Flexible but powerful
Multiple pay calendars allow you to pay your employees when you need to. Unlimited earnings, deductions, reimbursements and leave types to suit the needs of your business.
Easily track time and attendance and approve employees timesheets online, Minimise compliance risks and increase employee productivity. Employee hours seamlessly appear in your payroll for automated calculation and reporting minimising errors
What are you required to provide?
(gov requirements here http://www.fairwork.gov.au/pay)
Pitfalls of paying incorrectly
The Fair Work Ombudsman (FWO) regularly receives inquiries from employees claiming underpayment of wages. These inquiries often form the basis of the FWO’s decision to audit certain industries, as well as investigate individual businesses and employers regarding an employee’s claim that they did not receive the correct remuneration. This could be as a result of any employee being paid under the wrong award, classified incorrectly or not taking into account relevant allowances.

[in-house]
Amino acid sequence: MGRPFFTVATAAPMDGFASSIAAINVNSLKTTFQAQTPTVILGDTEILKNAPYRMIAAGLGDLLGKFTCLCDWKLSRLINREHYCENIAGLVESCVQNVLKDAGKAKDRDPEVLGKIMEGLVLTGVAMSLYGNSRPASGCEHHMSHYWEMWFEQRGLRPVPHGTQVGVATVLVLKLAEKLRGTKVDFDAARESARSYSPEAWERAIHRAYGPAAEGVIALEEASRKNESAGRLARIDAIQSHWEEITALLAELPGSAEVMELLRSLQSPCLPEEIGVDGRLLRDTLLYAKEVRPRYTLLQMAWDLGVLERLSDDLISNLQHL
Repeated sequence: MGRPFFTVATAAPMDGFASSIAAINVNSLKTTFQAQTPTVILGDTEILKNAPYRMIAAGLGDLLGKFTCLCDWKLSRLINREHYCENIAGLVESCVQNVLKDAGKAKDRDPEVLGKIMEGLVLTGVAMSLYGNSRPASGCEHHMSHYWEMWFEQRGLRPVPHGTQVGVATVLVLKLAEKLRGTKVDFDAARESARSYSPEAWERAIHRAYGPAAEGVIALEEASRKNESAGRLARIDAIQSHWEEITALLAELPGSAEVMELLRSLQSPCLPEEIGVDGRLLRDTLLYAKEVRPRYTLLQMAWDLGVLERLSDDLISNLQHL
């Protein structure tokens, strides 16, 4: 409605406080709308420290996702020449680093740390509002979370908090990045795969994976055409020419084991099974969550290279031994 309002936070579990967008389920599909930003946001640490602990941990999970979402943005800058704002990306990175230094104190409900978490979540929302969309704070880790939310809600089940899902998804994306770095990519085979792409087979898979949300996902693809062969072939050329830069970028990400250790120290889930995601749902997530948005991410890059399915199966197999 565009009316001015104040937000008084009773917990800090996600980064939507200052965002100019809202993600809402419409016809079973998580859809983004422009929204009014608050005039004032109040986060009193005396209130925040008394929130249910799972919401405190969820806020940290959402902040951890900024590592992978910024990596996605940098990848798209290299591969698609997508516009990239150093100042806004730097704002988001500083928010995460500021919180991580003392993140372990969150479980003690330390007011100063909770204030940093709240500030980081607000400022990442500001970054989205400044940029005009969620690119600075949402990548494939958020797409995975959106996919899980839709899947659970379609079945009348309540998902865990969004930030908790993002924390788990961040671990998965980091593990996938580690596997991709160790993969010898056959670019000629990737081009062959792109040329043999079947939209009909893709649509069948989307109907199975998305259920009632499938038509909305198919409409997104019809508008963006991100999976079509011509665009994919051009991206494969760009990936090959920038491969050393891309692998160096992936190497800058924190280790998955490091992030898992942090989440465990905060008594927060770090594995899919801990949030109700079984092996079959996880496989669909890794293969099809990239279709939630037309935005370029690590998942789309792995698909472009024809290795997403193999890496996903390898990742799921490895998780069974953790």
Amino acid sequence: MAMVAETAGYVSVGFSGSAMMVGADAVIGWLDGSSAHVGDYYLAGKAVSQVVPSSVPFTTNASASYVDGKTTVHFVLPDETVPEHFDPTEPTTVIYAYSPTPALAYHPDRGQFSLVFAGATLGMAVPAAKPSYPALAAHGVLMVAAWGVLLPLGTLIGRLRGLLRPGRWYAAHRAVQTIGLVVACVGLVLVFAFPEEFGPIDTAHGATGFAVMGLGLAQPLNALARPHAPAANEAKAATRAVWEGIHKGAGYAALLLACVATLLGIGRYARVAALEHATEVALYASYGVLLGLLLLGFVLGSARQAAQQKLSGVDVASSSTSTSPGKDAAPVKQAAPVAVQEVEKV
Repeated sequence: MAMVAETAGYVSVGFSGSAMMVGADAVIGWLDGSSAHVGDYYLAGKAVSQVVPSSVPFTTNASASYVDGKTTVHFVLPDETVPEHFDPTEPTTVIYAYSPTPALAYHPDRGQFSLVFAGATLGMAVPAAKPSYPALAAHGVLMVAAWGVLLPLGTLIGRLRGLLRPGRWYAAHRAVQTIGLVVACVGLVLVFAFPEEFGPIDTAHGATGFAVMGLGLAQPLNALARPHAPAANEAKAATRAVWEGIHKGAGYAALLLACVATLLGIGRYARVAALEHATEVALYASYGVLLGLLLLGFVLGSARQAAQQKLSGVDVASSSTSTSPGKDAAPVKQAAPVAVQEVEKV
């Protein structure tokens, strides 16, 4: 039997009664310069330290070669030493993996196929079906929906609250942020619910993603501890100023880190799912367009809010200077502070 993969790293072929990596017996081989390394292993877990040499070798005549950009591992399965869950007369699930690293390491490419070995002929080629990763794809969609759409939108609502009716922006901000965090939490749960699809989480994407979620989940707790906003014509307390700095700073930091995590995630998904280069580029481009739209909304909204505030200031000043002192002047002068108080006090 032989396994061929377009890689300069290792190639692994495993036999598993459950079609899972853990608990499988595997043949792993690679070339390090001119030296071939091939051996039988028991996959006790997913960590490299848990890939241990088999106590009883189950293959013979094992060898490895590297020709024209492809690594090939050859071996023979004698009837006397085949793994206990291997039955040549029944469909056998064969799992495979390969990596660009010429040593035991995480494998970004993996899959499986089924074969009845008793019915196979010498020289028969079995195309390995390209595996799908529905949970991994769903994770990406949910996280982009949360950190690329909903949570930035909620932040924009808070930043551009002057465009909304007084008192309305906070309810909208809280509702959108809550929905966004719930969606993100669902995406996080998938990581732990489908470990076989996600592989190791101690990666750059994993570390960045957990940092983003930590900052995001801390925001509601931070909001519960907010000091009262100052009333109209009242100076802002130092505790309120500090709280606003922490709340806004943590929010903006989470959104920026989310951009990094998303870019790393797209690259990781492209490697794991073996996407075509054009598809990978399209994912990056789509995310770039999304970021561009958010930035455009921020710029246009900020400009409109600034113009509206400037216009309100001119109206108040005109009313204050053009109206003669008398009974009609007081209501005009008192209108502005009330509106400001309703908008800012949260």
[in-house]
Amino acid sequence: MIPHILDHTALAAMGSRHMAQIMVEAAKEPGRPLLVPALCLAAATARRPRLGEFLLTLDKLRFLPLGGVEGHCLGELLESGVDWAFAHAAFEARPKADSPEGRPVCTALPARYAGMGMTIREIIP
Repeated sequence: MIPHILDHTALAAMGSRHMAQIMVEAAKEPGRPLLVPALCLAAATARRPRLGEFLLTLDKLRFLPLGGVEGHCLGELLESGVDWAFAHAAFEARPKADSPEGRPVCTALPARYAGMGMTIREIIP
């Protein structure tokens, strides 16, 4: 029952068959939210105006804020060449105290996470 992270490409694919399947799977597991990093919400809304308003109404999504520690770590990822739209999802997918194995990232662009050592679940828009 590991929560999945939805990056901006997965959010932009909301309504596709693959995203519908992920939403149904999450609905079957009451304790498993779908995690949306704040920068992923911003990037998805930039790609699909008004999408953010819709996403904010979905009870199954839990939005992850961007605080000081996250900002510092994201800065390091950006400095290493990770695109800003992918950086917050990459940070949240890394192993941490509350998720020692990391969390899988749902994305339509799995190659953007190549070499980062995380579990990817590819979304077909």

Employers have a legal obligation to correctly pay their employees the relevant remuneration, including penalties and loadings, overtime and allowances.
Therefore, it is essential that employers ensure every employee is paid correctly.